Where Does Overthinking Come From?

A reader asks:

I’ve struggled with self-doubt and overthinking for as long as I can remember. I second-guess myself constantly. Making even small everyday decisions like what kind of coffee to pick up for a friend often turns into a spiral of overthinking. Why do I do this to myself?! Where does all this overthinking come from?

Overthinking is rough. In addition to all the worry, stress, and anxiety it produces, it’s also just exhausting to have your mind in overdrive all the time. And then on top of all that, overthinking is frustrating because despite causing so mnay problems, we seem to just keep doing it anyway.

If you want to understand your overthinking, here’s the most important thing to remember:

All bad habits, including overthinking, have a function.

That is, they’re doing something—getting a job done. And the key to letting go of bad habits is to figure out what that function is and then to address it in a healthier way. This effectively puts your bad habit out of a job.

When it comes to the mental habit of overthinking, the most common function it serves is as a defense mechanism—specifically, it’s a way to temporarily avoid or distract ourselves from the anxiety of uncertainty.

To use your coffee for a friend example: When you imagine what your friend might want, some natural uncertainty will arise around whether you should get a latte or drip coffee, or whether she prefers Starbucks or Peet’s. And this perfectly normal uncertainty leads to a bit of anxiety.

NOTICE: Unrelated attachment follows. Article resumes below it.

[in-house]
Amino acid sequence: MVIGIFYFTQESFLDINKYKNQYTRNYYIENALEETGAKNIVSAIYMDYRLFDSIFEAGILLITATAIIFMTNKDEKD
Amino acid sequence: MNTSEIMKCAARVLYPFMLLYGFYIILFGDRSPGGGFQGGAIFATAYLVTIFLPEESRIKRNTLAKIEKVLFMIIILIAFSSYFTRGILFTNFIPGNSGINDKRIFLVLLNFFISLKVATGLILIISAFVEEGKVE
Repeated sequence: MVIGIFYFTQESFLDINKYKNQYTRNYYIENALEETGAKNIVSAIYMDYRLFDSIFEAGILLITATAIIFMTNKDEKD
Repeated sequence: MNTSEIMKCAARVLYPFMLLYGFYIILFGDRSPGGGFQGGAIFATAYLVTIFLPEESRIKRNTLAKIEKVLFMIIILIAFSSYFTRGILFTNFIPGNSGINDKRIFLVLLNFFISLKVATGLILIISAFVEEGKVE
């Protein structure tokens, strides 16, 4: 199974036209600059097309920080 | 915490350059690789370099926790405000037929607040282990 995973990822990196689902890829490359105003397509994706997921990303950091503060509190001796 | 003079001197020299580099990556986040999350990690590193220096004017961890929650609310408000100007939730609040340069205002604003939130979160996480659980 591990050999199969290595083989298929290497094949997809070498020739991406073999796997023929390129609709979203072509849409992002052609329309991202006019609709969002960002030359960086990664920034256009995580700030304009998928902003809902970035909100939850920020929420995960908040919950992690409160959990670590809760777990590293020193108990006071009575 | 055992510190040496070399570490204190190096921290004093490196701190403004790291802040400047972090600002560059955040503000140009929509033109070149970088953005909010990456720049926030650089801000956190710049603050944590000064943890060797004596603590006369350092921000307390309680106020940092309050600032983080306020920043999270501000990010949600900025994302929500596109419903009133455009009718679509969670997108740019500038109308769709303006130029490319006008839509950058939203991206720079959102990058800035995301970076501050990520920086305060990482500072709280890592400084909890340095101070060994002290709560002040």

Here’s the key moment, though: How do you respond to that anxiety?

If you’re an overthinker, you likely use more thinking (usually some type of worry or catastrophizing) as a way to alleviate the uncertainty by figuring it out with more thinking. Of course, you’re not thinking about that in your head… Years of practice have made this habit automatic—more thinking is simply your automatic response to uncertainty anxiety. But what’s key to see is that, underneath it all, the psychological function of overthinking is to temporarily alleviate that anxiety by giving you something to do that feels productive—in this case, more thinking and “problem-solving”.

So even though overthinking leads to a lot of unnecessary stress and anxiety in the long-run, in the very short term it alleviates anxiety, which is why it sticks around as a habit.

Here’s another way to think about it:

You keep overthinking because you’re addicted to the temporary relief from uncertainty anxiety that it brings.

But like all addictions, the short-term benefit comes with very high long-term costs—in this case, a lot of chronic worry, anxiety, self-doubt, and stress.

People who don’t struggle much with overthinking have a higher tolerance for uncertainty. That is, they briefly wonder whether their friend will prefer a latte or drip coffee and feel that same uncertainty anxiety, but they don’t feel the need to do anything about it. It’s normal. And in their world, it’s perfectly okay to make decisions while feeling somewhat uncertain and anxious.